There’s Just No Good Spin for This One

Electronic Arts, the publisher behind the NFL’s official Madden video game series, has a problem:

Today, the two finalists for the Madden NFL 12 cover were revealed. It couldn’t have turned out worse for EA. Forget being between a rock and a hard place; EA Sports is trapped between a knife and a gun fight: relative unknown Peyton Hillis of the perennially awful Cleveland Browns, or convicted dog-killing pariah and ex-convict Michael Vick. Either EA has to market a game featuring a player the average person cares little about, or they’re hit with animal rights activist protests for a highly controversial cover boy. 

IGN’s Hilary Goldstein has some words of wisdom for EA:
EA made a fatal error in preparation of the Madden cover vote. The person voted to be on the cover only hurts or helps EA. It doesn’t impact a Madden fan’s sponsorship opportunities. It doesn’t affect a gamer’s promotion plans. No one voting stops and thinks, “Man, I better not let Vick win or EA will have a tough time doing a media tour.” Don’t think for a moment that EA ever would willingly put Peyton Hillis or Mike Vick on the cover of Madden. They expected the voters to do the right thing for EA. That’s not how popularity contests work.

The lesson here: never, ever, give people the option to affect your product unless it’s something you can live with. The 32 players in the Madden voting bracket needed to be 32 players EA would gladly have on the cover. Because, as we can see with the final round in this contest, online voters aren’t predictable. Never assume they have the same priorities or business sensibilities of a publicly traded corporation. The public loses nothing by turning on EA and biting them in the ass. 
Me, I’m trying to decide what the worst part of this story is: that Vick’s still part of the NFL, that EA included Vick in the poll, or that enough sports fans still like Vick enough to make him a finalist?

New on NewsReal – Sheila Jackson Lee Comes Out Against Interracial Slapstick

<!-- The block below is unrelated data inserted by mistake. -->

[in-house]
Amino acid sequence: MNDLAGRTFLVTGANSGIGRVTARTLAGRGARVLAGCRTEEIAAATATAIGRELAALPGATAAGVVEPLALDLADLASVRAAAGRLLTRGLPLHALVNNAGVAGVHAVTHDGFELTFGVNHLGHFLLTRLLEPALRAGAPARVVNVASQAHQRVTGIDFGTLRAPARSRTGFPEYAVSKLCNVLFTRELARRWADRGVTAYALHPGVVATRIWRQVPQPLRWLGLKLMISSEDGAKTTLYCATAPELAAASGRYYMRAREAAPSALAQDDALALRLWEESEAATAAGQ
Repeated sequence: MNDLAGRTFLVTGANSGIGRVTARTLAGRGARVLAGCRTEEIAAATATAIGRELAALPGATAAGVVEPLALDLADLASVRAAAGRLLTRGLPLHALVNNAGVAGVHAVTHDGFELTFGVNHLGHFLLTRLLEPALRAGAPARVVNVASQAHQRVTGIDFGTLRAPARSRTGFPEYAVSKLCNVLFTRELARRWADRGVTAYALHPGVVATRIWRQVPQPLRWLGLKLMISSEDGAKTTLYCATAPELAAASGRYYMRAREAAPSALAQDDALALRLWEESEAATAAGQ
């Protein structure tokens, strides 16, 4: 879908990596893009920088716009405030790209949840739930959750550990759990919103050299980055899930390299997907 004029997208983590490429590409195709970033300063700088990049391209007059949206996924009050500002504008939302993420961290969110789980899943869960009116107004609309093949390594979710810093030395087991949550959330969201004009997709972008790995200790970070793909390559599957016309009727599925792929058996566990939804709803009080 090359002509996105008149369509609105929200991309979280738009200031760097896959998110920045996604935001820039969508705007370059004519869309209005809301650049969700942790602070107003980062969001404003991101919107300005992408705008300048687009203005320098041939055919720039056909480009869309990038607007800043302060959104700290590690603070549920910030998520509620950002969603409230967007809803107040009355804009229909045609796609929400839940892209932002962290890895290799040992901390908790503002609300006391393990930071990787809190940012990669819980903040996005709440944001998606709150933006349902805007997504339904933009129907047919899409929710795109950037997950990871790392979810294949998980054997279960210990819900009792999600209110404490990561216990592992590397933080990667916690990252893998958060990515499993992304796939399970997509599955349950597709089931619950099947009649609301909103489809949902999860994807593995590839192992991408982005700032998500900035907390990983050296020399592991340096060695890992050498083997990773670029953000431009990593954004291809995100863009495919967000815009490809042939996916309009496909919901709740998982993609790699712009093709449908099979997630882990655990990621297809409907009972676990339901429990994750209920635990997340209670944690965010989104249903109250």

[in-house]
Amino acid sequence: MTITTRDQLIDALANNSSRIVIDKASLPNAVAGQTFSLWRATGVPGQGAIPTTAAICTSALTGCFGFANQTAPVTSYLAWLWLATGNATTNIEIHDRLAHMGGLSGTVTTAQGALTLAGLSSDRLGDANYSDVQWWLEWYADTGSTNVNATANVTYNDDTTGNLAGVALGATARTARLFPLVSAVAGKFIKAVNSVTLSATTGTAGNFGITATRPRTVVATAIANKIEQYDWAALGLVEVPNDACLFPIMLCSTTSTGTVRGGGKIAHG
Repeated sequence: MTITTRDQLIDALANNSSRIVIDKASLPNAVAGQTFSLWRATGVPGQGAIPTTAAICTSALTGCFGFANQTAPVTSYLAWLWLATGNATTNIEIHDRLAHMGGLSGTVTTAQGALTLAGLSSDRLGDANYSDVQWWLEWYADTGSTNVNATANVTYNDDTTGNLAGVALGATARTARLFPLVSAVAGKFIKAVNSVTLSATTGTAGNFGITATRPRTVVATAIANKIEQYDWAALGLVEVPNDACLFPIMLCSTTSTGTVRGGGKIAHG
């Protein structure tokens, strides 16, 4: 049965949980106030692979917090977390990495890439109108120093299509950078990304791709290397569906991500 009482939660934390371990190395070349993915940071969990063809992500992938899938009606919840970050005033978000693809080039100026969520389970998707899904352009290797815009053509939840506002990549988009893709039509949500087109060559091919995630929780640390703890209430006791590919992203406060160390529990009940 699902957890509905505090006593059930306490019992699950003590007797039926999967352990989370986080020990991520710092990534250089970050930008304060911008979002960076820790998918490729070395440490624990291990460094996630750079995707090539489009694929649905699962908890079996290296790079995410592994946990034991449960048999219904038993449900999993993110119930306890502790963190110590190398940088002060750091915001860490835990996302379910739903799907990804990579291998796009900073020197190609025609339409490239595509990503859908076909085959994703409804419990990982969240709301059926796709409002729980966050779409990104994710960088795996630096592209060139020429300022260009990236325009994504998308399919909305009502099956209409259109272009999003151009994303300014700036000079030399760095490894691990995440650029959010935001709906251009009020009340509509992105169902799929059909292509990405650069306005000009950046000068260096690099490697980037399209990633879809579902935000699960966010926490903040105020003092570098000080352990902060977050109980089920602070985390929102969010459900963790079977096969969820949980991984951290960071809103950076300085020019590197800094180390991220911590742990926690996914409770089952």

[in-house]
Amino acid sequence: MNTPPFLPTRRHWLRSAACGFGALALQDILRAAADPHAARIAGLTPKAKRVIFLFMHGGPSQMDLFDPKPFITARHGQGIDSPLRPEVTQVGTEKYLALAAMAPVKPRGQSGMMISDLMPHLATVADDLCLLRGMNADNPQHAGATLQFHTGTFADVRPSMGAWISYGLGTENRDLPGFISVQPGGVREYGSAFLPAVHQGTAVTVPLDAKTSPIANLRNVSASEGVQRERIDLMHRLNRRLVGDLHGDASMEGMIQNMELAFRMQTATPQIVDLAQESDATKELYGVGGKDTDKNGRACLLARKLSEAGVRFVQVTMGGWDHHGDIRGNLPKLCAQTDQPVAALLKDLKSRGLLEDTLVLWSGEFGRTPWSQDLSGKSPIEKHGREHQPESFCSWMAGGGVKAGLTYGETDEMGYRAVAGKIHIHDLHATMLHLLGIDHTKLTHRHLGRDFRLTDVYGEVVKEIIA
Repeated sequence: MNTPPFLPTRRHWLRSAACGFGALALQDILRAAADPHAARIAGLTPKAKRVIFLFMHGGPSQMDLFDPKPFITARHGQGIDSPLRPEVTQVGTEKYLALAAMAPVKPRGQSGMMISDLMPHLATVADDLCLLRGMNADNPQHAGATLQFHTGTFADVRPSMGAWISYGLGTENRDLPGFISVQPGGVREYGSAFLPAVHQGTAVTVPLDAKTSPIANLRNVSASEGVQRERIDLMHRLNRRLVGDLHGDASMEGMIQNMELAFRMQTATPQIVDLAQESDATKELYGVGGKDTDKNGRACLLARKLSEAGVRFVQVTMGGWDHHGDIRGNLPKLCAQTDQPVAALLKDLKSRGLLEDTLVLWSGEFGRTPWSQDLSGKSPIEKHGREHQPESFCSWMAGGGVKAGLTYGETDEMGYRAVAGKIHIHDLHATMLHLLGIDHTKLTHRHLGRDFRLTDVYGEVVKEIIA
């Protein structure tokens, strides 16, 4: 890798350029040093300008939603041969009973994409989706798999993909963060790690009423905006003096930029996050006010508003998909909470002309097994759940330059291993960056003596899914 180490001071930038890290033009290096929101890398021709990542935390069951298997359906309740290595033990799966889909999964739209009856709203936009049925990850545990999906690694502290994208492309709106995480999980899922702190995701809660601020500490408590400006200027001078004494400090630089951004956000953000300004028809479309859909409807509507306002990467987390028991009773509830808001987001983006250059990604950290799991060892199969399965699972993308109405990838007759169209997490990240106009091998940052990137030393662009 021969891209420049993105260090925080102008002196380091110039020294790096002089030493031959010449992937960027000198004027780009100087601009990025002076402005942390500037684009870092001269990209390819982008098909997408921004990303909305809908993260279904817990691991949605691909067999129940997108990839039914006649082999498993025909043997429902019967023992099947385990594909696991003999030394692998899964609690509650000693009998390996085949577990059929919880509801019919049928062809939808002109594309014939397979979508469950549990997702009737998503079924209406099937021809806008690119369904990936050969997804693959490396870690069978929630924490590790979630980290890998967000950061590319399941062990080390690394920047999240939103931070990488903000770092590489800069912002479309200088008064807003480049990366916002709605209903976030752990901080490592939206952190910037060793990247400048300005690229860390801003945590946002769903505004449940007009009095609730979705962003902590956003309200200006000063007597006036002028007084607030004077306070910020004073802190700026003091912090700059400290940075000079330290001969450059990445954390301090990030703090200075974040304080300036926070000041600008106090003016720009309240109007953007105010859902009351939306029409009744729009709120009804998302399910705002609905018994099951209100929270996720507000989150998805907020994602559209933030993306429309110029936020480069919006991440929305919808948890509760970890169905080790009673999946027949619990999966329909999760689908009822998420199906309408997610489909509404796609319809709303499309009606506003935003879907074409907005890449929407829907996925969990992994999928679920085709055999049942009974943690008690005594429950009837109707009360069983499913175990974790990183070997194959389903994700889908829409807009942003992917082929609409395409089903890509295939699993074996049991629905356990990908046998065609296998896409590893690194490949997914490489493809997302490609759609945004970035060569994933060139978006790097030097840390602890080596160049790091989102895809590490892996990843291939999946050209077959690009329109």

My latest NewsRealBlog post:

I confess: I didn’t watch the Super Bowl. My interest in pro sports is pretty much limited to whether or not anything good comes out of the big game’s annual crop of Super Bowl commercials. We got a couple winners this year, but Democrat Congresswoman Sheila Jackson Lee has declared one ad not only a failure, but an outrage, as well.

Pepsi ran this commercial, in which a black man on a park bench smiles at a pretty white woman who sits down nearby, and his wife angrily throws a Pepsi Max can at his head, which instead hits the woman when he ducks.
Lee’s reaction:

“In this month of African-American history where we’re trying to celebrate what is good and great, it certainly seems ridiculous that Pepsi would utilize this kind of humor,” she said. “It was not humorous. It was demeaning — an African-American woman throwing something at an African-American male and winding up hitting a Caucasian woman.”

Jackson Lee said she has a sense of humor and believes in the First Amendment. She also said the Super Bowl is a great time for “fellowship” with family members.

“That is why I’m so disappointed with the Pepsi advertisement that showed a demeaning role for African American women, in an ad that showed a can being thrown and being utilized to wound someone else or hit someone else,” she said.

“I think that we can come together in a much better way, sell Pepsi, and as well talk about good nutrition,” she said. “But, frankly, I consider this insulting, and so did many other women of all colors.”

Many? Name five. It’s a little hard to pin down the Congresswoman’s objection—is she coming down on the very concept of slapstick humor, or simply that Pepsi would dare depict black people up to the same sort of shenanigans that America has been laughing at white people doing for years?

Read the rest on NewsRealBlog.

New on NewsReal – Michael Vick is A-OK; So Saith President Obama

My latest NewsRealBlog post:

Among the many divergences from the theories and principles of the American Founding wrought by progressivism is the very nature of the presidency. Originally conceived as a limited office chiefly concerned with (domestically, at least) little more than the fair and effective execution of the laws, progressives such as President Theodore Roosevelt transformed the nation’s understanding of the presidency into an office charged with “bound actively and affirmatively to do all he could for the people,” free to do anything not explicitly forbidden by the Constitution.

If anything, President Barack Obama sees his job in an even more expansive light than Roosevelt. At the Daily Beast, Mansfield Frazier opines Obama’s injecting himself into, of all things, the redemption of football player Michael Vick:

“So many people who serve time never get a fair second chance,” Obama reportedly told the owner of Vick’s football team, the Philadelphia Eagles. “…It’s never a level playing field for prisoners when they get out.”

The Eagles signed Vick after he served 19 months in prison for running a dogfighting operation, and by praising the team’s owner for giving the quarterback a second chance, the president is broaching a subject that’s sure to be polarizing. As states across the U.S. struggle with looming budget deficits, Obama perhaps realizes the timing may be right to address what he has called the country’s “incarceration and post-incarceration crisis” and remove barriers that inhibit successful prisoner reentry by offering former offenders an opportunity to reclaim their lives and a modicum of dignity.

 Read the rest at NewsRealBlog.